The Unicorn gazed out of the window of leaves and onto the unfamilliar shape in the middle of her meadow. It was slumped against the far side of the clearing, leaning against a rather small tree. The Unicorn stepped closer and focused on the crumpled form before her. Her cloven hooves made no sound in the soft soil as she stepped closer to the mystery lying no more than six meters away from her. She paused, and studied what appeared to be the chassis of a towheaded man. His deep brown eyes stared at nothing and his face was shrivled in something that looked like sorrow. She stopped suddenly and felt sick. "Lír," she whispered to herself. Indeed, it was the orphaned Prince of Hagsgate. Or what used to be Hagsgate. Now he was drooped against the sturdy sapling, his head lolling to one side and his mouth slightly ajar. The Unicorn caught her breath but she held her ground.
Lír's chest was slowly rising and falling in a frighteningly monotonial rhythem. He hadn't been able to smile in months and his heroic good looks have deteriorated, making him look more and more like his foster father; angry and lost. He could barely eat since whenever he thought of the Unicorn his innards tightened and left him doubled over in pain. It wasn't long before people began to just avoid him altogether naming him the town looney. He then started wandering through the forests, hoping to see her. The Unicorn. Amalthea. He would stumble on roots and rocks looking for her silvery hair, her pale skin. Her little smile.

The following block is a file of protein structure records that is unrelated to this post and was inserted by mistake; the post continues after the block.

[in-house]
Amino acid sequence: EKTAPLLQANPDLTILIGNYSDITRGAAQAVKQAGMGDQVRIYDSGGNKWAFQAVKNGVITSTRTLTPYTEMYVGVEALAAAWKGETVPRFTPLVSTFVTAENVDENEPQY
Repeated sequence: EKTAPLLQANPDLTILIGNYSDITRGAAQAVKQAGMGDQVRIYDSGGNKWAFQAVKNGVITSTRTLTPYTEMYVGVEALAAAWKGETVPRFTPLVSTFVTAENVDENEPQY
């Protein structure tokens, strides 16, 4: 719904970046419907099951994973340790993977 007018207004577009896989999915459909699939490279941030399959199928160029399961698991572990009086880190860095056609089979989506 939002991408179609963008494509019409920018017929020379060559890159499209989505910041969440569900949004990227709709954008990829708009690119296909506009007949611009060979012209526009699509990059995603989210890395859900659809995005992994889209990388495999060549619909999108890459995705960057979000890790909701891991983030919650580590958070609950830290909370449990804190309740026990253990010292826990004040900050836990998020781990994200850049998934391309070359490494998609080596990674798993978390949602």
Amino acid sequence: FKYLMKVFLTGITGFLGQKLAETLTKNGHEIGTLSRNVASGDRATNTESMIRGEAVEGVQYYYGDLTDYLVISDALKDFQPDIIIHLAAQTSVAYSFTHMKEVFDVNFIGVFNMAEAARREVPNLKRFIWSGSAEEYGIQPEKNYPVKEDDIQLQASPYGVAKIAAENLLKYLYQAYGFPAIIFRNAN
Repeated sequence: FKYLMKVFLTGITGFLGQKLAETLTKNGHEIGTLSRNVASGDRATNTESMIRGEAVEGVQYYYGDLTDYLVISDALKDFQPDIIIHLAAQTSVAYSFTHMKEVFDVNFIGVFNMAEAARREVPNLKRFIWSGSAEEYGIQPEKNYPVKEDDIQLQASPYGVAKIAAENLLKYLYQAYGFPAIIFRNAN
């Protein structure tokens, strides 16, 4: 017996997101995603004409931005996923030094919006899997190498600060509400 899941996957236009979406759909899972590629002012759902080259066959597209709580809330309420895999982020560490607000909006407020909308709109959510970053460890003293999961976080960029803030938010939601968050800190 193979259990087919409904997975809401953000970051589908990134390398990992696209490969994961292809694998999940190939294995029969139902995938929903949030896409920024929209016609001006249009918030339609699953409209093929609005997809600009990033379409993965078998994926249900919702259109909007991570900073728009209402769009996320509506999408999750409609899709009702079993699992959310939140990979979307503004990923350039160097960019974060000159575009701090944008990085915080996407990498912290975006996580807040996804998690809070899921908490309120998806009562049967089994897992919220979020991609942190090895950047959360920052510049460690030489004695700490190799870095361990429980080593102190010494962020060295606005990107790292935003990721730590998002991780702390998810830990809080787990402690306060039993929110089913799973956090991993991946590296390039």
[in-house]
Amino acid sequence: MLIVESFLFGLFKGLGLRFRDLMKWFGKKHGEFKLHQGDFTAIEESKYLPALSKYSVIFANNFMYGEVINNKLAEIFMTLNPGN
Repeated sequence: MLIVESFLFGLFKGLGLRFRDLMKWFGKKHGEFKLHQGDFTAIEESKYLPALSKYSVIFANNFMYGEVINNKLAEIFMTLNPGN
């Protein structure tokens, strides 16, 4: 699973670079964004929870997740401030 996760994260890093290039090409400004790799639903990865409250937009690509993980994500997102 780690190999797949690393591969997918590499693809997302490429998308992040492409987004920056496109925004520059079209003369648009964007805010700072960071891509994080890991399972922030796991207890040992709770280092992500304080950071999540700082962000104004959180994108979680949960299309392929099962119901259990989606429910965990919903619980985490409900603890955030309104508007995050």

A light zepher blew the Unicorn's mane and she whinnied and dantily stomped her feet. One of her hooves clipped a stone and a loud click was heared throughout the feild. The prince looked up and fixed his red-rimmed eyes on the spot where the Unicorn hid. The felt his eyes on her though her could not see her - yet. Her horn flashed in warning and she stumbled back. For every step he took forward she took one away.
"Who is there?" He whispered loudly. His tattered and torn clothes hung losely from his thin body and his cheeks were hollow and ashen. "Amalthea? Amalthea. Amalthea!"
Now she tured away from him and galloped away. "Get away! Go away!"
"Now, what did I tell you?" Molly called from behind the magician. She was impatiant and getting on Shmendricks' nerves. Swallowing his scowel he truned to her, a faux grin plastered between his thin cheeks. "We passed it!"
"Look! Look! We went right past it!"
"A map isn't so difficult to follow. How could you have let this happen?"
She jumped. "Now, don't you go yelling at me, you're the one who's been there before. You said you knew the way. Yes, I am upset and I certainly have every right to--"
He took her by the shoulders. "Molly!" His long nose pointed at her like a sword. "Molly, we have not passed it. I know my way."
"Well you are mistaken. See," she pointed to the map, "Glorin. And from what I can see, we're here," she tapped on a spot about three inches from Glorin.
"Yes, dear, we are here. But, you see, we are not going to Glorin. We are going to Glorick."
Molly peered down at the map sheepishly and saw that Shmendrick was right - they were past Glorin but heading steadily toward Glorick. Silently she folded the map up, slid it into her purse and trailed sheepishly behind the now cocky magician.